My son is learning to walk. And I know he will get there someday (a lot sooner than I am prepared for, I’m sure). Right now, however, he can’t even crawl. He’s got the rolling over down pretty good (when he wants to). And he’s mastered tummy time, lifting his head quite high for extended periods. But the movement part of the process eludes him. I think it’s the giant Buddha belly that’s keeping him in one place. He can’t quite get himself high enough on hands and knees to stop the belly from holding him in a teetering position (images of Garfield, post-lasagna dinner, come to mind). And at this particular moment, he’s on his back, arms and legs flailing, “stuck” beneath a cloth book that he has draped over his face, so I don’t think I need to worry about a mobile child any time soon. But, in the grand scheme of things, he is learning to walk. For that is the end goal, right? (Well, walk, then run, then become a star basketball athlete and get the full-ride scholarship to the school of his dreams and win the national championship in his freshman year…but, I digress.) Yes, the end goal, for now, is walking. And all these little advancements in movement, each success at the next step towards that first step, are all part of the learning process.
And this is where I find myself, too. Back at the beginning, learning to “walk”. Recently, I made a move in my professional/creative life to begin focusing on writing children’s books. Picture books specifically. As I have recently become a frequent reader of this genre, so too have ideas for these types of stories flooded into my mind. And so, I’m back at the start. Maybe not as completely novice as this young one on his quest toward bipedal motion. I have written a novel and, therefore, know how to put some words together to create a story. Children’s literature is, however, a whole new world when it comes to writing. There are new rules, new things to consider when drafting a story. And the idea that children’s books are easier to write than more lengthy works is a bit of a fallacy. Sure, there are less words, but that can often make it way more difficult. A lower word count makes each individual word much more important. And, if you are thinking of writing a story in rhyme, well, there is so much…and you have to…and then there’s…well, just don’t. It is much more difficult than I initially thought it would be and have quickly come to realize that it is going to take far far more time and study to create a great rhyming story than just coming up with a little jingle to sing at bedtime. So yes, I’m in the early stages, just taking those first few baby steps into this new genre and, although there have been some stumbles already, I really am enjoying it. It’s fun and I find myself getting quite excited when I sit down to write now. And, hopefully, it won’t be too much longer until I reach the “walking” of publication. (Let’s just hope it happens before the young one gets his scholarship). A baby getting a basketball scholarship! Basketball Baby! Could there be a story there?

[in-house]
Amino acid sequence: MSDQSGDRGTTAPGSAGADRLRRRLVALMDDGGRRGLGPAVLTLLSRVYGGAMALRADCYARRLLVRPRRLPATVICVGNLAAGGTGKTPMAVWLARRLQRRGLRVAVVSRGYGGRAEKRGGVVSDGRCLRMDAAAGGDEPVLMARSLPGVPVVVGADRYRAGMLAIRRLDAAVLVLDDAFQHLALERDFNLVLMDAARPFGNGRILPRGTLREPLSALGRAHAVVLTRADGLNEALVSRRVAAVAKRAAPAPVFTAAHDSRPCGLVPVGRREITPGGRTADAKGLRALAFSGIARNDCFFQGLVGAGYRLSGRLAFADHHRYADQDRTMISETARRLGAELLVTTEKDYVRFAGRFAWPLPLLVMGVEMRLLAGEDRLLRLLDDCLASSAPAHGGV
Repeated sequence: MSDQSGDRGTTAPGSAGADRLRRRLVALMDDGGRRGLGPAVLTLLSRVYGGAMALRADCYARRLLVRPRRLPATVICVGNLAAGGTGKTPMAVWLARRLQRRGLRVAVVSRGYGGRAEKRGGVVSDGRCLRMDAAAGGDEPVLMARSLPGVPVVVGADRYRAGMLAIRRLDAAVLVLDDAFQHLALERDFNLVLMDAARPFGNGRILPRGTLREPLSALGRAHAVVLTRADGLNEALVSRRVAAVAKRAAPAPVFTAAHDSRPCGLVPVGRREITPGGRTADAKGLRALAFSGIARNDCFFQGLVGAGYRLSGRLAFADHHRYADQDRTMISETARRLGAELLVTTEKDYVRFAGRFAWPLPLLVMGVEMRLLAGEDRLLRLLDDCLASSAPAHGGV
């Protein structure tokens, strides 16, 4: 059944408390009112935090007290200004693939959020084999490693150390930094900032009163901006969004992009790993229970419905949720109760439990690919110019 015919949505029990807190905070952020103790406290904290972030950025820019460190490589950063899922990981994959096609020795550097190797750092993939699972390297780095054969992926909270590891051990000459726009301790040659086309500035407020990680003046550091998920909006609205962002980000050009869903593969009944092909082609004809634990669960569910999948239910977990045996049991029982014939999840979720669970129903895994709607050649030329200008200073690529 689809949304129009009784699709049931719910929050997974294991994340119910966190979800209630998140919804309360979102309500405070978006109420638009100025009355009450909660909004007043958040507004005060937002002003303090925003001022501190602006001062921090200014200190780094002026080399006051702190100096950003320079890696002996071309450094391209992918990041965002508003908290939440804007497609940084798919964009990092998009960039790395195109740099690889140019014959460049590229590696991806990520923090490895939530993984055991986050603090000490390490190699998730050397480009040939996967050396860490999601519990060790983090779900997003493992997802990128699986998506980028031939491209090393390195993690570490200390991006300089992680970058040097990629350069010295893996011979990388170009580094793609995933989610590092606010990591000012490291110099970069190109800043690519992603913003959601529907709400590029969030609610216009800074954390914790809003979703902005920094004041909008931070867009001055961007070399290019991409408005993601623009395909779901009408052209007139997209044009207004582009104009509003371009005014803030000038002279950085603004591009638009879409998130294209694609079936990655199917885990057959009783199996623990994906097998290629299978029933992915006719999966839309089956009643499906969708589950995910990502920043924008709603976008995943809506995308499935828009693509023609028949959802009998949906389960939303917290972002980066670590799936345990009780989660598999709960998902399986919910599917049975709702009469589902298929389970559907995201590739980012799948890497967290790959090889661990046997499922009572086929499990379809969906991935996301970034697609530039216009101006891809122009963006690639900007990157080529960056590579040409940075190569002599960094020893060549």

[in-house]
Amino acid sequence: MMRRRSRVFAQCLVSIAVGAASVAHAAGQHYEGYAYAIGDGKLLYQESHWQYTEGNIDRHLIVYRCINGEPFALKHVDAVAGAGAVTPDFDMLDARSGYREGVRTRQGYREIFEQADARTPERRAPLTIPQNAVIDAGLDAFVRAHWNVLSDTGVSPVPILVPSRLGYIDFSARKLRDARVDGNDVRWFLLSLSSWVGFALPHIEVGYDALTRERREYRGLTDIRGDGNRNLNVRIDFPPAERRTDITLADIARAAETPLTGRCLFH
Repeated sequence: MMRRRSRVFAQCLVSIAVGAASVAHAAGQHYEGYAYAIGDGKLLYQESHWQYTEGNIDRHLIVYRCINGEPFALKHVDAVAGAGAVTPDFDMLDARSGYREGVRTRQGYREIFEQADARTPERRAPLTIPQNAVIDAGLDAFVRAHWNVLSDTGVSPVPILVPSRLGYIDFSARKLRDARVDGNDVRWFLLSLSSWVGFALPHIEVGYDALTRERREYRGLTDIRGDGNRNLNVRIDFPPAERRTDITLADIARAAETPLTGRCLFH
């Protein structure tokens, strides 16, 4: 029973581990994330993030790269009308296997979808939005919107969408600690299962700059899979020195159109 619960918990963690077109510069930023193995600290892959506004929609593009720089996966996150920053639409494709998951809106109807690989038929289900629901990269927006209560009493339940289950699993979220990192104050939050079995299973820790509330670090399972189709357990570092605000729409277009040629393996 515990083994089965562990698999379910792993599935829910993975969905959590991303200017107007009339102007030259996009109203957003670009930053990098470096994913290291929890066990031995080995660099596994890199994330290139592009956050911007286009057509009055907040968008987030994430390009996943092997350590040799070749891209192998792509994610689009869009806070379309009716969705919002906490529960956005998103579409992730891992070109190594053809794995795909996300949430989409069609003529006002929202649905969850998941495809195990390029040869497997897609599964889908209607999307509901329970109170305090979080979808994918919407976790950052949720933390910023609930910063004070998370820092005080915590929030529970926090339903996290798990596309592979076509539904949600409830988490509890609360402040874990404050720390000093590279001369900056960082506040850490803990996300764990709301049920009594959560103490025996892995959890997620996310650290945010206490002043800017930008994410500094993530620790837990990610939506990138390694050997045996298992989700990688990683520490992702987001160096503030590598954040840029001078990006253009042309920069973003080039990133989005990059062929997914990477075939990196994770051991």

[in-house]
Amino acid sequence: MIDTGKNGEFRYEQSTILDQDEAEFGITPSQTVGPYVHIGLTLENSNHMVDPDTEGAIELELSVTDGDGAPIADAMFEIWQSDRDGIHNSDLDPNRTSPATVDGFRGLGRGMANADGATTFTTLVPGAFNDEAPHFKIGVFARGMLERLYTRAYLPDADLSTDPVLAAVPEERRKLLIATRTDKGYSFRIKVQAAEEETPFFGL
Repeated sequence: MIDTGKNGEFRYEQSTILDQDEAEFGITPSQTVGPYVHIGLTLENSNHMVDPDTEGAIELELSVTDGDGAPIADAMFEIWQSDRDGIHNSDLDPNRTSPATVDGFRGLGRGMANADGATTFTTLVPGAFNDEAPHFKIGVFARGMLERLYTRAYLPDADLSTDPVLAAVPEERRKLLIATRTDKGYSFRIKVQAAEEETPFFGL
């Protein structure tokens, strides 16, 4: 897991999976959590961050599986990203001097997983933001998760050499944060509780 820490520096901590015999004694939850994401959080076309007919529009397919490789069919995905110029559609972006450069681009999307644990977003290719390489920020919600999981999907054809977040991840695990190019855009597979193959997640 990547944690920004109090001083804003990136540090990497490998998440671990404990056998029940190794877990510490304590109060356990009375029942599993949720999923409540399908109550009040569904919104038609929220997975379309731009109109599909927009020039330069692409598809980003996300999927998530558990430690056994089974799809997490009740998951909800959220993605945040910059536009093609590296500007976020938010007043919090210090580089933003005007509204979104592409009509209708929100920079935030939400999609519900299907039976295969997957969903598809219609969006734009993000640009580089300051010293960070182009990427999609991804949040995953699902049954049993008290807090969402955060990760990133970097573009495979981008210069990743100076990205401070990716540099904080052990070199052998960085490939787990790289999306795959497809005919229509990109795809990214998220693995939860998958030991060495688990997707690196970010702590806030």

The Baking Challenge: As you’ll recall, I have challenged myself to bake one new thing each week this year. This past Friday, I made a batch of savory British biscuits (not really the biscuit we Americans think of, light and fluffy, that come with any deep-fried southern meal or covered in gravy at any roadside diner, but more of a thin cookie type biscuit). Half of them were poppy seed and the other half were parmesan and sundried tomato. Both were quite delicious and we enjoyed them with a dinner of warm split-pea soup on a cold, rainy Friday night. I had never made these before and the recipe came from, surprise surprise, my Great British Bake-Off cookbook. Now, the challenge here with the cookbook being British was the measurements. All grams and milliliters rather than cups or derivations thereof. And really, as long as you have a kitchen scale, much easier and fewer ridiculous little cleanups. (Just another argument in the limitless list of why we as a country really should go metric.) So, a successful bake. Pretty quick and easy, a quality I really appreciate in recipes these days, and one that will definitely be repeated. Now, what to bake next?